YouTube SUU: Content creators don’t want to admit they’re losing subscribers because viewers don’t want to remain. Creators almost always mention declining views when talking about this issue. Also, criticizing YouTube is always a popular topic.

    7| Reports of the alleged problem is always present in small numbers, even across many years and totally different technological iterations of the system (until sudden explosion caused by media exposure).

    Click to embiggen.
    Click to embiggen.

    Audi SUA: The SUA reports exist for all common cars. All makes, all models, every year. The numbers are trivially small, until the alarm is sounded, at which point they leap massively —>
    This is pretty amazing, considering all these different cars have different control geometries, and cover the transition from mechanical to “drive by wire” systems, power brakes, etc.., Every system has had hundreds of iterations and changes across makers, models and years. The only common denominator? The driver is human.

    YouTube SUU: The first accounts I can find come from early 2011. But you can find them from almost every month since then. Here’s a video from 2012. 2013. 2014. 2015. This makes the “glitch” explanation far less likely because YouTube has regularly, substantially updated its technology over the course of 6 years. If there was a code bug in 2011, it’s not likely that code would still be around or not otherwise obviated by other code in 2017. The common denominator is the human user.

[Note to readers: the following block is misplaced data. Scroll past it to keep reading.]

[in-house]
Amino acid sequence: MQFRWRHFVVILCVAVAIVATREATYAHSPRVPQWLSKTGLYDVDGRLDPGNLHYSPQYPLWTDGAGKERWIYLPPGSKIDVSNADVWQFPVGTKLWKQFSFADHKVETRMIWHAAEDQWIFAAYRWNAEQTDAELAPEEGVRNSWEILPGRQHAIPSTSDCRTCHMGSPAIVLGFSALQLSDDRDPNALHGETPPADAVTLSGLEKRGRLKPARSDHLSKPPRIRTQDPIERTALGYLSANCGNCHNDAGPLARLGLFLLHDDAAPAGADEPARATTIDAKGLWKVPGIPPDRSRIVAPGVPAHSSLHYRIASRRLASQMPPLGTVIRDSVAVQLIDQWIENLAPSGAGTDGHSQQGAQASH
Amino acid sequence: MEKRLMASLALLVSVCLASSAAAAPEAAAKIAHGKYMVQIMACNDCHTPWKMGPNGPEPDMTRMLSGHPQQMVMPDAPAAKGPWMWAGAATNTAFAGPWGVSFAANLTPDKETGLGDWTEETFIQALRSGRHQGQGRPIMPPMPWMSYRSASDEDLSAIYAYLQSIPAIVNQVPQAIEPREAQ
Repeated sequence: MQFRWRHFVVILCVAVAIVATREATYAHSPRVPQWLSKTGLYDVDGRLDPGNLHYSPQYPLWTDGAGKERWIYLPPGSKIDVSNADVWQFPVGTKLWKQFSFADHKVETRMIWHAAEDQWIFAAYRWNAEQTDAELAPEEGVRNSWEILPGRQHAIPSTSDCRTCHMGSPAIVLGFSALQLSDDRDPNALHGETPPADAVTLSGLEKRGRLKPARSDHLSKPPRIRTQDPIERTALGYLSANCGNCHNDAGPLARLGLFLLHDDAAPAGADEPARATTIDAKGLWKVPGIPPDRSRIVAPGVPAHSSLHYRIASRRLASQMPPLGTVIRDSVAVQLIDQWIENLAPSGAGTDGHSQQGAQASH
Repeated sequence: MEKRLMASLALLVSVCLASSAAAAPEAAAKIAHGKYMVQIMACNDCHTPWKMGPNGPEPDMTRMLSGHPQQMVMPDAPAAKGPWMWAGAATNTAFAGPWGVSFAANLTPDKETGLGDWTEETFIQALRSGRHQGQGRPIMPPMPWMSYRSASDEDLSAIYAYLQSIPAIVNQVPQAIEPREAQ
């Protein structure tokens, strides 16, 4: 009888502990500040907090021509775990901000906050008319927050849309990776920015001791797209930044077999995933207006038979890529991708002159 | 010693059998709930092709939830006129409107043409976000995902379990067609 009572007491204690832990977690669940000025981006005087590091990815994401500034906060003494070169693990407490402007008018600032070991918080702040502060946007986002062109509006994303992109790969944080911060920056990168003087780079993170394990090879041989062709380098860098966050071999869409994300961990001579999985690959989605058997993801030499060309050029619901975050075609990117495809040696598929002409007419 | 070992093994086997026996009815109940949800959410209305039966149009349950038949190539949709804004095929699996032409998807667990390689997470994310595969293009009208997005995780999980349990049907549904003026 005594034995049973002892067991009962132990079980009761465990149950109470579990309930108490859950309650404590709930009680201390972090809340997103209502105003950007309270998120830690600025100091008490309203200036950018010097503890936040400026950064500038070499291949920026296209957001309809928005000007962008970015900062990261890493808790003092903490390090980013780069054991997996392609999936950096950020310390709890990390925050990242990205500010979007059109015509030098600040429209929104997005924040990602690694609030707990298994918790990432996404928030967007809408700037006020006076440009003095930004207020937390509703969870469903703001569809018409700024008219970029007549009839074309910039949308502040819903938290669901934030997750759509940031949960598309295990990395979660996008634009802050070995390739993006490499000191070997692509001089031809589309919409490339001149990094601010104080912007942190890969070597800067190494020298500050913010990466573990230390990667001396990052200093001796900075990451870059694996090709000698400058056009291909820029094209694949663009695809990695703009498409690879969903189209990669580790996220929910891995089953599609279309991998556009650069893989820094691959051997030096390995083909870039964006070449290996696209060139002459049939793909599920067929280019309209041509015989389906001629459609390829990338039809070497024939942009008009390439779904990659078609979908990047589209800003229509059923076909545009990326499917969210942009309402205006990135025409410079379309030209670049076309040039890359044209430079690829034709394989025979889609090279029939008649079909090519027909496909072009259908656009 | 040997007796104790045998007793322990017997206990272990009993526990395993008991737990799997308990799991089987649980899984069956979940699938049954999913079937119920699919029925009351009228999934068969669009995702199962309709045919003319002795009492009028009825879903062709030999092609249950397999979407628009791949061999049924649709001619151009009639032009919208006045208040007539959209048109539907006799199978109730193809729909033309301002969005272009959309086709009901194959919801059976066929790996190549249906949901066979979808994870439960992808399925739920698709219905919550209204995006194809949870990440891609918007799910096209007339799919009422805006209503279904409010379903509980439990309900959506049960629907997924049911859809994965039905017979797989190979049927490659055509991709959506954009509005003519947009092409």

8| Trivial or innocuous things taken to be evidence by believers.

    Audi SUA: the placement and geometry of the pedals (note that these are not a problem in manual transmission versions of the car); small malfunctions in the throttle stabilizer that cause idling to be somewhat higher than normal sometimes. And the fact that Audi claimed no mechanical faults existed.

    YouTube SUU:  In this video, the speaker comments on the loss of thousands of subscribers in a single day for many big and small YouTube channels. This is because YouTube was scrubbing inactive/dead accounts. These did not drive views or revenue. Getting rid of them was a very good thing for content creators in the long run because advertisers are quick to realize inflated subscriber numbers are meaningless.

    The video below having “jump cuts” or the unpolished delivery of technical people whose job isn’t PR, is construed as evidence of deceit.

    9| Believers conjure irrational denials of the facts.

    Audi SUA: Michael Barr, an interested party in the suspiciously similar Toyota case, refuses to accept the facts about Audi SUA to this day. Even after the 1989 NHTSA report exonerating Audi, suspicion among consumers lingered, as did belief in real SUA.

    YouTube SUU: Apparently in an effort to be open and honest, YouTube presented the facts straight from the source. Naturally, believers read all manner of insanity into this reply. Here’s the video.